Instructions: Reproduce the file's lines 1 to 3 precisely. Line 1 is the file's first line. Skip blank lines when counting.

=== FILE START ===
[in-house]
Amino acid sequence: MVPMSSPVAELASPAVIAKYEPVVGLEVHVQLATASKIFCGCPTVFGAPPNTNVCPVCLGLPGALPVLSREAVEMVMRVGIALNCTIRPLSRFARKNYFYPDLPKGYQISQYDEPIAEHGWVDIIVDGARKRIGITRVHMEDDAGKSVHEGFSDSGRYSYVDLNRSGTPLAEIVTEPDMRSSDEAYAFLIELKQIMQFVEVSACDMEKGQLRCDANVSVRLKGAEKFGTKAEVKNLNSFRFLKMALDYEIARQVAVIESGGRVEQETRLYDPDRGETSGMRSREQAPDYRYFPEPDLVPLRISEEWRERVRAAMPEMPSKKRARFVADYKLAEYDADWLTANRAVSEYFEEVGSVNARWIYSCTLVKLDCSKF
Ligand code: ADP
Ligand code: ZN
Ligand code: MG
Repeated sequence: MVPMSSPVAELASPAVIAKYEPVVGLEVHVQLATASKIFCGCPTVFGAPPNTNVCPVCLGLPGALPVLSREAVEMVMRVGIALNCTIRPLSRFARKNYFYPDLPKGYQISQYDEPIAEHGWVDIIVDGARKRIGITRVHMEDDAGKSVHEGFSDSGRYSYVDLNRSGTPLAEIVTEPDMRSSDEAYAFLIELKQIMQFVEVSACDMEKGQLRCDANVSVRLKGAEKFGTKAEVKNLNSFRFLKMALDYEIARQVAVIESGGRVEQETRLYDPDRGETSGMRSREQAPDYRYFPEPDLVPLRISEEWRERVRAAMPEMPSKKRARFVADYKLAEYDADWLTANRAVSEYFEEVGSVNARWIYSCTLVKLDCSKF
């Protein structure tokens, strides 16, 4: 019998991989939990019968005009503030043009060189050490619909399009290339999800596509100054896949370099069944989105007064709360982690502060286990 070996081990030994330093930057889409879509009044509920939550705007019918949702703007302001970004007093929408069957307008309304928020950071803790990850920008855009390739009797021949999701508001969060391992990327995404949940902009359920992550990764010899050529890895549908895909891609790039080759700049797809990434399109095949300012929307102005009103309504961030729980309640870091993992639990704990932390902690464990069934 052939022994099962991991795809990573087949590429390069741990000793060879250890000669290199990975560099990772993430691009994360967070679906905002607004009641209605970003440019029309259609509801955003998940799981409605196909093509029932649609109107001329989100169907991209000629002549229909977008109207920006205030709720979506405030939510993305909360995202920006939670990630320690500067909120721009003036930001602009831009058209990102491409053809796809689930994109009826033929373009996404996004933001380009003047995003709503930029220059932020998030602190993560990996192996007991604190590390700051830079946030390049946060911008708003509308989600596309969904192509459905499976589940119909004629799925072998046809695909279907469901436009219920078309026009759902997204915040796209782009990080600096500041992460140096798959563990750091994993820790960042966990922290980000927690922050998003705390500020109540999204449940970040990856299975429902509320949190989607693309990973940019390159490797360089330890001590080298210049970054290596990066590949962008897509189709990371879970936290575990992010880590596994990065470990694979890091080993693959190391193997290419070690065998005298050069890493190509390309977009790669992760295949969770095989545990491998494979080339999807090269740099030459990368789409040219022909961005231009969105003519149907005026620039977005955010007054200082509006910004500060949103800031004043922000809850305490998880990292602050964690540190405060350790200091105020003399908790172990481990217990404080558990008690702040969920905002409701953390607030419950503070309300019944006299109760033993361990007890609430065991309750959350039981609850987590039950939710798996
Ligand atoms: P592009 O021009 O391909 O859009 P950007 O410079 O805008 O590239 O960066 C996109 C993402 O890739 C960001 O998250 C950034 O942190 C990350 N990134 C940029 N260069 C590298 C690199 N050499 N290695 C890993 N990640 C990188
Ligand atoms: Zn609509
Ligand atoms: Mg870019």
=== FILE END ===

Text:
[in-house]
Amino acid sequence: MVPMSSPVAELASPAVIAKYEPVVGLEVHVQLATASKIFCGCPTVFGAPPNTNVCPVCLGLPGALPVLSREAVEMVMRVGIALNCTIRPLSRFARKNYFYPDLPKGYQISQYDEPIAEHGWVDIIVDGARKRIGITRVHMEDDAGKSVHEGFSDSGRYSYVDLNRSGTPLAEIVTEPDMRSSDEAYAFLIELKQIMQFVEVSACDMEKGQLRCDANVSVRLKGAEKFGTKAEVKNLNSFRFLKMALDYEIARQVAVIESGGRVEQETRLYDPDRGETSGMRSREQAPDYRYFPEPDLVPLRISEEWRERVRAAMPEMPSKKRARFVADYKLAEYDADWLTANRAVSEYFEEVGSVNARWIYSCTLVKLDCSKF
Ligand code: ADP